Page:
Sony BMG's controversial XCP CD copy protection software hasn't done the company's image any favours, with litigation in Italy.
On Friday, a group based in Milan called the ALCEI-EFI (Association for Freedom in Electronic Interactive Communications - Electronic Frontiers Italy) filed a complaint about Sony's software with the head of Italy's cyber-crime investigation unit.
Security vendor Computer Associates has also begun classifying Sony's software as spyware and its software will begin searching for and removing XCP later this week.
The Italian complaint alleges that XCP violates a number of Italy's computer security laws by causing damage to users' systems and by acting in the same way as malicious software, according to Andrea Monti, chair of the ALCEI-EFI. "What Sony did qualifies as a criminal offence under Italian law," he wrote.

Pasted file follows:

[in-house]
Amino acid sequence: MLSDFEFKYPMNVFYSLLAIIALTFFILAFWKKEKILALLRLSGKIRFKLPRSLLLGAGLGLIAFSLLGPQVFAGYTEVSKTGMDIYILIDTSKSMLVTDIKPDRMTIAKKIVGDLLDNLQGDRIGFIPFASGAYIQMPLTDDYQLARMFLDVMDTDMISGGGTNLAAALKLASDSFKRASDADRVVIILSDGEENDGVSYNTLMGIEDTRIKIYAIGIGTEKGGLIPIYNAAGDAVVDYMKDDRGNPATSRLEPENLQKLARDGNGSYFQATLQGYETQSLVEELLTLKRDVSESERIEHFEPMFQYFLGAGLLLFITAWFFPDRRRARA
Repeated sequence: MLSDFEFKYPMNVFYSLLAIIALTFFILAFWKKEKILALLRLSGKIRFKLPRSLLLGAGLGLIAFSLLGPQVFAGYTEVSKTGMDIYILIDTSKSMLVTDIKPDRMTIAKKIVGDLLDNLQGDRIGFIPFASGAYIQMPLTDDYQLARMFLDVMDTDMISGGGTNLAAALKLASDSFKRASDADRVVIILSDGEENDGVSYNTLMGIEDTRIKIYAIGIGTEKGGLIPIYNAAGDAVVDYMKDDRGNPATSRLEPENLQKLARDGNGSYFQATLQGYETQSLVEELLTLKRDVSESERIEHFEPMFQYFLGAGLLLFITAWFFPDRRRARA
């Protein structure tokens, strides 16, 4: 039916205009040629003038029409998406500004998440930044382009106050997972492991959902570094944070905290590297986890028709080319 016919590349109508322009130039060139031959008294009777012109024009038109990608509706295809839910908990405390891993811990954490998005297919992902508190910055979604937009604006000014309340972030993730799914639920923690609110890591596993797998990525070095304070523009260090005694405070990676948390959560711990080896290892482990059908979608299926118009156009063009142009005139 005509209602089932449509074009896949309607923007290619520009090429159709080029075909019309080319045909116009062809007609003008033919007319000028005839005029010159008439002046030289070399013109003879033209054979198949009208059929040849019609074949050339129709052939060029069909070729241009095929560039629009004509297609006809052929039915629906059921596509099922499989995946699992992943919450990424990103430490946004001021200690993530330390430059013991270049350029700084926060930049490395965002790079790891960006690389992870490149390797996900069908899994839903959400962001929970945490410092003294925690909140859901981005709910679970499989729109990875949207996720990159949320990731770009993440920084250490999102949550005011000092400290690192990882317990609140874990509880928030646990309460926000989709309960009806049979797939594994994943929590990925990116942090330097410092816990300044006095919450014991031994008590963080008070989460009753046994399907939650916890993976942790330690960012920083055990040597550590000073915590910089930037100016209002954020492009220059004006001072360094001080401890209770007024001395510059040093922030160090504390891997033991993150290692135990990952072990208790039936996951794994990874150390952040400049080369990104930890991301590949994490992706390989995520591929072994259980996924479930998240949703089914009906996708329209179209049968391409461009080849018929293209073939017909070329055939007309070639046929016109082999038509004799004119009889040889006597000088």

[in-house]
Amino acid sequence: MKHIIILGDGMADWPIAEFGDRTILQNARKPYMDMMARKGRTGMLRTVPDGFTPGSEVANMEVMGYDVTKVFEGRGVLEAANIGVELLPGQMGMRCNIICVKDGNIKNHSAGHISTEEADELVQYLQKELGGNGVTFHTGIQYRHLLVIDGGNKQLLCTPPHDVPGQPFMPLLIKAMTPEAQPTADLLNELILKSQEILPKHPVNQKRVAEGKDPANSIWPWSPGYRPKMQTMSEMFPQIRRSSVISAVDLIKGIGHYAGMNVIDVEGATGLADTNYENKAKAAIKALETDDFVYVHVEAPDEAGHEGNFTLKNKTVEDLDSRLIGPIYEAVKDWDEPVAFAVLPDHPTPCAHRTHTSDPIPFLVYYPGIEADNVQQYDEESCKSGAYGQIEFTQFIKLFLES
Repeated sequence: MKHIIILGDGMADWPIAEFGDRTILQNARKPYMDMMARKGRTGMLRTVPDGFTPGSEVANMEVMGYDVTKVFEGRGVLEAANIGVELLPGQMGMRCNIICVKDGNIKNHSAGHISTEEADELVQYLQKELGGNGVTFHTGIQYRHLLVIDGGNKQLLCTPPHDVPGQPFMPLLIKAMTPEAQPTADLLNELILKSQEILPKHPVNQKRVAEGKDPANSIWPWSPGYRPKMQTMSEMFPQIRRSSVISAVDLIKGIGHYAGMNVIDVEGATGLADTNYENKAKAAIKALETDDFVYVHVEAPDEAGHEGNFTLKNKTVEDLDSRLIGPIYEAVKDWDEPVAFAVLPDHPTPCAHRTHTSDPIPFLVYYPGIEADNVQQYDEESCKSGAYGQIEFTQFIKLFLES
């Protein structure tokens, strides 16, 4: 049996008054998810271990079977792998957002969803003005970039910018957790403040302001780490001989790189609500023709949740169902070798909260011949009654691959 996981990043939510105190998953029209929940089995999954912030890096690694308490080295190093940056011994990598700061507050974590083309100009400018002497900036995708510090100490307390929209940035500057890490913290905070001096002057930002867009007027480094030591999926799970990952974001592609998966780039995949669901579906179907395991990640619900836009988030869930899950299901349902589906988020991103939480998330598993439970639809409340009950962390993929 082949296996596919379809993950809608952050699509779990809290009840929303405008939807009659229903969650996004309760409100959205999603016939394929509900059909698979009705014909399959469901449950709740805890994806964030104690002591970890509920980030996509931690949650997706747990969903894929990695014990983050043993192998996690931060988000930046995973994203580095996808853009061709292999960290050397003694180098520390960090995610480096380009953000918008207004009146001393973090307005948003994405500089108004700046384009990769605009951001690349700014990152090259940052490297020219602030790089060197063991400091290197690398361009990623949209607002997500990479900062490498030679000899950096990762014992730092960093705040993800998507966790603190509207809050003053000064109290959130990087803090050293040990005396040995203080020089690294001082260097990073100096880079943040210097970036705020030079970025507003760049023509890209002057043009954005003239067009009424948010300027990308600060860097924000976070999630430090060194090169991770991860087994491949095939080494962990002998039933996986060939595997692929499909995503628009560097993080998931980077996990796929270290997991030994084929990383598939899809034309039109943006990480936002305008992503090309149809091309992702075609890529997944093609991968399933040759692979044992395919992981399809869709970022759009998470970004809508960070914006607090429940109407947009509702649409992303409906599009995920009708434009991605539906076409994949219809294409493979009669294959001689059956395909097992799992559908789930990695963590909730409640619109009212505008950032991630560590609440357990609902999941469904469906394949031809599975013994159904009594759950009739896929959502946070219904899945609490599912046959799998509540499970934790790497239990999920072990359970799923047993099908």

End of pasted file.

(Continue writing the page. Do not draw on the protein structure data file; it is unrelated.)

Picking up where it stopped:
Should police decide a crime has been committed, prosecutors will begin criminal proceedings against Sony, Monti said.
Sony declined to comment on the story.
XCP, used on about 20 of the company's music titles, according to Sony, prohibits Windows users from making more than three copies of any XCP-protected CD.
Within the next seven days, ALCEI-EFI also plans to ask the European Union to investigate the matter, Monti said. "The irony of the case is that pressure from industry lobbies has led to weird legislation in Italy that treats copying as a criminal offence," he said. "By spreading a virus-like anticopy device (entertainment companies such as Sony) become the criminals under another, more reasonable, law."
Sony's has been slammed in the past week, since it was first revealed that the software uses many of the same tricks as spyware and viruses to disguise its existence.